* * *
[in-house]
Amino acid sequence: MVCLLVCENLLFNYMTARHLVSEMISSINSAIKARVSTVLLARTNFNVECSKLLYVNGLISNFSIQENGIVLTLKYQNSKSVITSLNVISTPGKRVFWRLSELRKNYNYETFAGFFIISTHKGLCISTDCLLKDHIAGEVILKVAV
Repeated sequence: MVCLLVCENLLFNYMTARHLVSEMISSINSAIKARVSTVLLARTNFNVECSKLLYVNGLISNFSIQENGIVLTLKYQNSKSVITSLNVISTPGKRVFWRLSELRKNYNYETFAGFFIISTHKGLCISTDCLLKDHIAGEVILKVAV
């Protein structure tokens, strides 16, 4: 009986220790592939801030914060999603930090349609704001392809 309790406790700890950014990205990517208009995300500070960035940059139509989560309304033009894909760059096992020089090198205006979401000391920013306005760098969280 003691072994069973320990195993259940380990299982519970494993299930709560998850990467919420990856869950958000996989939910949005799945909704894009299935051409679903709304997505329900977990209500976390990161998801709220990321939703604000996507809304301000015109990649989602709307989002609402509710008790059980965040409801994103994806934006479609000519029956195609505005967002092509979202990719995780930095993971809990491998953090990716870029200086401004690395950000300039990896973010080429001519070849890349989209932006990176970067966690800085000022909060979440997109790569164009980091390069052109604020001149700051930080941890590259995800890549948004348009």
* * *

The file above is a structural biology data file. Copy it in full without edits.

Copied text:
[in-house]
Amino acid sequence: MVCLLVCENLLFNYMTARHLVSEMISSINSAIKARVSTVLLARTNFNVECSKLLYVNGLISNFSIQENGIVLTLKYQNSKSVITSLNVISTPGKRVFWRLSELRKNYNYETFAGFFIISTHKGLCISTDCLLKDHIAGEVILKVAV
Repeated sequence: MVCLLVCENLLFNYMTARHLVSEMISSINSAIKARVSTVLLARTNFNVECSKLLYVNGLISNFSIQENGIVLTLKYQNSKSVITSLNVISTPGKRVFWRLSELRKNYNYETFAGFFIISTHKGLCISTDCLLKDHIAGEVILKVAV
């Protein structure tokens, strides 16, 4: 009986220790592939801030914060999603930090349609704001392809 309790406790700890950014990205990517208009995300500070960035940059139509989560309304033009894909760059096992020089090198205006979401000391920013306005760098969280 003691072994069973320990195993259940380990299982519970494993299930709560998850990467919420990856869950958000996989939910949005799945909704894009299935051409679903709304997505329900977990209500976390990161998801709220990321939703604000996507809304301000015109990649989602709307989002609402509710008790059980965040409801994103994806934006479609000519029956195609505005967002092509979202990719995780930095993971809990491998953090990716870029200086401004690395950000300039990896973010080429001519070849890349989209932006990176970067966690800085000022909060979440997109790569164009980091390069052109604020001149700051930080941890590259995800890549948004348009």